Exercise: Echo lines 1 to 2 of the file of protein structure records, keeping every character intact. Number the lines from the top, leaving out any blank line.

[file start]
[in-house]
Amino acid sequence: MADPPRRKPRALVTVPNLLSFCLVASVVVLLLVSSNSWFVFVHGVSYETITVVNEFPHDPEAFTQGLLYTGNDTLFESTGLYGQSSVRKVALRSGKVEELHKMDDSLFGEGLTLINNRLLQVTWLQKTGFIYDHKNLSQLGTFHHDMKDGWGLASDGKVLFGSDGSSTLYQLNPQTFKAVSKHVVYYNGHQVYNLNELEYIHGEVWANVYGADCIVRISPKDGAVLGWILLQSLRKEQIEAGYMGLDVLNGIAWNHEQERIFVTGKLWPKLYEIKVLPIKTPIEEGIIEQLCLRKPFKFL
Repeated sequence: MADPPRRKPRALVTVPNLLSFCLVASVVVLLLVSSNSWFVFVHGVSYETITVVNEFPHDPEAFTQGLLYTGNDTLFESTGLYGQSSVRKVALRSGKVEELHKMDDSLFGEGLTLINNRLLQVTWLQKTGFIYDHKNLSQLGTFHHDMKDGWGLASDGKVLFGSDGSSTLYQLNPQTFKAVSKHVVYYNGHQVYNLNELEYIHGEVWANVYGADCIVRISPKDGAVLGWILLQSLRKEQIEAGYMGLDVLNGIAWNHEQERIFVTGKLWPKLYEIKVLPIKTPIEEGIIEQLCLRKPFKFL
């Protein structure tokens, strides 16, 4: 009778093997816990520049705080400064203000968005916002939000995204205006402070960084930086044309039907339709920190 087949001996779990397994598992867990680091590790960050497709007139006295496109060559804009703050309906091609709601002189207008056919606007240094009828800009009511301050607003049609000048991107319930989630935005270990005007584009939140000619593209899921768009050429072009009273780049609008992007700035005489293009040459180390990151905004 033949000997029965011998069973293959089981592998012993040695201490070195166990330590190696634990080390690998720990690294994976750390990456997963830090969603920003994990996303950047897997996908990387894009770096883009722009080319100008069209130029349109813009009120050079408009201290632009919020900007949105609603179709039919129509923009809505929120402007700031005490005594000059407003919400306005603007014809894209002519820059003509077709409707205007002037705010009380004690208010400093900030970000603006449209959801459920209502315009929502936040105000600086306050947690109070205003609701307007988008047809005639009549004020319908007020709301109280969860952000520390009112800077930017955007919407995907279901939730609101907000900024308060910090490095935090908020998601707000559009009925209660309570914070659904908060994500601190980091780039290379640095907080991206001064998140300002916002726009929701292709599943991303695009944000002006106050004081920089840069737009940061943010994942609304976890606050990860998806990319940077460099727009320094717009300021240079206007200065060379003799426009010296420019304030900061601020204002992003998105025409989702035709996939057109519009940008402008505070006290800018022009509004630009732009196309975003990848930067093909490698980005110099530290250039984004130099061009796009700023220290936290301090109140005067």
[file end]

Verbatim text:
[in-house]
Amino acid sequence: MADPPRRKPRALVTVPNLLSFCLVASVVVLLLVSSNSWFVFVHGVSYETITVVNEFPHDPEAFTQGLLYTGNDTLFESTGLYGQSSVRKVALRSGKVEELHKMDDSLFGEGLTLINNRLLQVTWLQKTGFIYDHKNLSQLGTFHHDMKDGWGLASDGKVLFGSDGSSTLYQLNPQTFKAVSKHVVYYNGHQVYNLNELEYIHGEVWANVYGADCIVRISPKDGAVLGWILLQSLRKEQIEAGYMGLDVLNGIAWNHEQERIFVTGKLWPKLYEIKVLPIKTPIEEGIIEQLCLRKPFKFL